75th Anniversary Edition Coming Soon
Bill Hudson landed on the small Pacific island of Iwo Jima in the first wave of troops, on February 19th, 1945. It was Hudson's first day of combat. It also happened to be the worst day of the toughest battle in the history of the United States Marine Corps.
Hudson survived, unwounded, on that day and many more days of ferocious battle. His experiences taught him the art of war and how to survive when facing an enemy who could not be beaten, only killed.
The noise was deafening, and the beach was full of smoke, devastation, wounded, mangled, and dead Marines. It was the most horrible sight I had ever seen in my life.
Like most Los Alamos natives, Karen Tallentire now lives elsewhere. She has known Bill Hudson, her swim teacher and a fellow runner, for as long as she can remember. Like him, she has experienced Cornell engineering classes, military officer training, and Puerto Rico. Like almost everyone now alive, she has never experienced anything resembling Iwo Jima, so it seems appropriate instead to introduce the man who lived the story:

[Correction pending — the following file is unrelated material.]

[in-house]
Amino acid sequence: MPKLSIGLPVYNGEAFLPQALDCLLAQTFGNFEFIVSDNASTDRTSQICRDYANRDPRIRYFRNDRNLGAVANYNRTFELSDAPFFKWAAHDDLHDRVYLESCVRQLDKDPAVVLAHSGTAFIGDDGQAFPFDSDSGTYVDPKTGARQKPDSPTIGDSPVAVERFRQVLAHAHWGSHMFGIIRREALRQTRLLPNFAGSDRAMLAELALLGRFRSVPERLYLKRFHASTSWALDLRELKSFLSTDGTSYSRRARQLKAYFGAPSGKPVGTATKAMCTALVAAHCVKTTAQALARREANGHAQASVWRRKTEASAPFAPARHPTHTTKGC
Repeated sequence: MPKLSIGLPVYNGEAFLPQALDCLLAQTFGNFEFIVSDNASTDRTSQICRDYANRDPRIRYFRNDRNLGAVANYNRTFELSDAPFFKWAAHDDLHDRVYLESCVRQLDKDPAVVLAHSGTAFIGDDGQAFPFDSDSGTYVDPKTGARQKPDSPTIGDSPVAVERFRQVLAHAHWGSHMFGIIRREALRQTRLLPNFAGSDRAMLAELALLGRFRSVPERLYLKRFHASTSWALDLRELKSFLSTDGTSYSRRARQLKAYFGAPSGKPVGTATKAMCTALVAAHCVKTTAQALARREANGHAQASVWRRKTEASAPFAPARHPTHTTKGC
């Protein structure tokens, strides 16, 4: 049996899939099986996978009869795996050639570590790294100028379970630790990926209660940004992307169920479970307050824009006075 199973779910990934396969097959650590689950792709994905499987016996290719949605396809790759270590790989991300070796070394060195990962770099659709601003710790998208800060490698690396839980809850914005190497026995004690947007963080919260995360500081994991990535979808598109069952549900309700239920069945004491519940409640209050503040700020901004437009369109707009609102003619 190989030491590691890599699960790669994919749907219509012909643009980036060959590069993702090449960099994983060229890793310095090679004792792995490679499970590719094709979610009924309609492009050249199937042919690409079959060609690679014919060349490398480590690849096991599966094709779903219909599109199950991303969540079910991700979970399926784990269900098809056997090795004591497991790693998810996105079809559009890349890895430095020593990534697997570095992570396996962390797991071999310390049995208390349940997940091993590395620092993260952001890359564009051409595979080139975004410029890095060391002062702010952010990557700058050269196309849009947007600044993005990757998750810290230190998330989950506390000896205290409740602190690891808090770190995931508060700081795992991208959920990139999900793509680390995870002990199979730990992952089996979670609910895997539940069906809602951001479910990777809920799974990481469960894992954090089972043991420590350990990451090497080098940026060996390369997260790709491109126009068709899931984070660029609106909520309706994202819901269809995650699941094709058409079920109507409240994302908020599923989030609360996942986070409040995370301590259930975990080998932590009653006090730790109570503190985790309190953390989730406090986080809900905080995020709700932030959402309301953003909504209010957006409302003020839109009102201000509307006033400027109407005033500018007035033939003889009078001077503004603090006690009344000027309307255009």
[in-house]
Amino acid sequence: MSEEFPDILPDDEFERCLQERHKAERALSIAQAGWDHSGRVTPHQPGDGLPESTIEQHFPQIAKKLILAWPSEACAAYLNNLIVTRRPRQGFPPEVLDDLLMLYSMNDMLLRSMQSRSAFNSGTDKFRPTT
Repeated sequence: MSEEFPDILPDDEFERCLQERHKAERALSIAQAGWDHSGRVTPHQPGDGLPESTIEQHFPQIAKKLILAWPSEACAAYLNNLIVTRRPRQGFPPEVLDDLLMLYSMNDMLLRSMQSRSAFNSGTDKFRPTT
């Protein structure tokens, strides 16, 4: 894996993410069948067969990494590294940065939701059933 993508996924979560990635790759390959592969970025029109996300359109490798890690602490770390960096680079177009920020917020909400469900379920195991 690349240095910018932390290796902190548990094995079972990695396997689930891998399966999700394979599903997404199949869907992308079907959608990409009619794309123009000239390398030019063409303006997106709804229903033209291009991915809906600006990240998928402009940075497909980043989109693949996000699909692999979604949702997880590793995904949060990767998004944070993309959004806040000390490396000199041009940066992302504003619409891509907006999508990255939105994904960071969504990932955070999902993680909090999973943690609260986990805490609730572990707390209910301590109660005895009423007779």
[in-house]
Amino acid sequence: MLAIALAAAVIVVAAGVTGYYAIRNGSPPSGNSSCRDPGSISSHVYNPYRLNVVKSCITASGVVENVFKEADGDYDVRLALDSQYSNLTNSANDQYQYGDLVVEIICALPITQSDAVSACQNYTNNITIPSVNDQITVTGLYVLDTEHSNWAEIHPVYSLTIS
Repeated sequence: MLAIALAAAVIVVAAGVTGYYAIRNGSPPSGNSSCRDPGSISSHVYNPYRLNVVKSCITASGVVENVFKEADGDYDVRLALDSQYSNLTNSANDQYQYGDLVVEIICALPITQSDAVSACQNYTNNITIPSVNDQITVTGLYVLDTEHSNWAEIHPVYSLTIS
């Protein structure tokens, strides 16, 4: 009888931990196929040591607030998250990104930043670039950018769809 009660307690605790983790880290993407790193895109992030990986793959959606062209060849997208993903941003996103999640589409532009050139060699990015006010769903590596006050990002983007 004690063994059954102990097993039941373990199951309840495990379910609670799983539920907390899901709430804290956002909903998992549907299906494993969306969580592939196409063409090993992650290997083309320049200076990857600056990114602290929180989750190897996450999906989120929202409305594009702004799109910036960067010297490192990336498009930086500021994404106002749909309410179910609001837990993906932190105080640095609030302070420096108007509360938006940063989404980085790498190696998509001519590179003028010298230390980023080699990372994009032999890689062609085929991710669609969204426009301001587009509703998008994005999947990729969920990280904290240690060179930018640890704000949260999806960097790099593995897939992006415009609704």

Bill Hudson, a native of Manhattan, has spent most of his life in Los Alamos, the historic headquarters of the Manhattan Project. His original reason for leaving New York was World War II; he enlisted in the Marines and was assigned to the Fourth Division.
Interviews with Bill Hudson, about Bill Hudson, with Hudson's sergeant, and more.
I have only two men out of my company and 20 out of some other company. We need support, but it is almost suicide to try to get it here as we are swept by machine gun fire and a constant barrage is on us. I have no one on my left and only a few on my right. I will hold.
1st Lt Clifton B. Cates, USMC
in Belleau Wood, 19 July 1918
(A generation later, Cates commanded the Fourth Division, including Bill Hudson.)
List of museums, teacher and student resources, and extensive bibliography of books used for research on this book.